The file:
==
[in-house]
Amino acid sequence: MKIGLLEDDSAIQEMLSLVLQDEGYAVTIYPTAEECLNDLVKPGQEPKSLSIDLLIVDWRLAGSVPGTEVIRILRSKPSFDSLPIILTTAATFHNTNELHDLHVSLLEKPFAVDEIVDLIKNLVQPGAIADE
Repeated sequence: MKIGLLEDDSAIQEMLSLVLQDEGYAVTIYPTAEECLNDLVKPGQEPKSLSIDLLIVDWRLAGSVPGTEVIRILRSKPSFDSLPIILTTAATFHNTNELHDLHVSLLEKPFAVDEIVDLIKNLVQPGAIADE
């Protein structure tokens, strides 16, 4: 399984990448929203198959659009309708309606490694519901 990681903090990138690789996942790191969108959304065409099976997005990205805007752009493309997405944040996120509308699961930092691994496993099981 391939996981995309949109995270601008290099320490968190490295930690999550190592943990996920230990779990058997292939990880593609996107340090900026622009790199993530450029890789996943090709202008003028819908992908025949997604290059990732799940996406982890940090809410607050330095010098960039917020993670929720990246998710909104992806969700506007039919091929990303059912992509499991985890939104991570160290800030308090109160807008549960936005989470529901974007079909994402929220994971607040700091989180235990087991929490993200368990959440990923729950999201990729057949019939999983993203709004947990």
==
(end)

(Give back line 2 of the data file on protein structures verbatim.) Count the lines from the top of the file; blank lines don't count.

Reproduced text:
Amino acid sequence: MKIGLLEDDSAIQEMLSLVLQDEGYAVTIYPTAEECLNDLVKPGQEPKSLSIDLLIVDWRLAGSVPGTEVIRILRSKPSFDSLPIILTTAATFHNTNELHDLHVSLLEKPFAVDEIVDLIKNLVQPGAIADE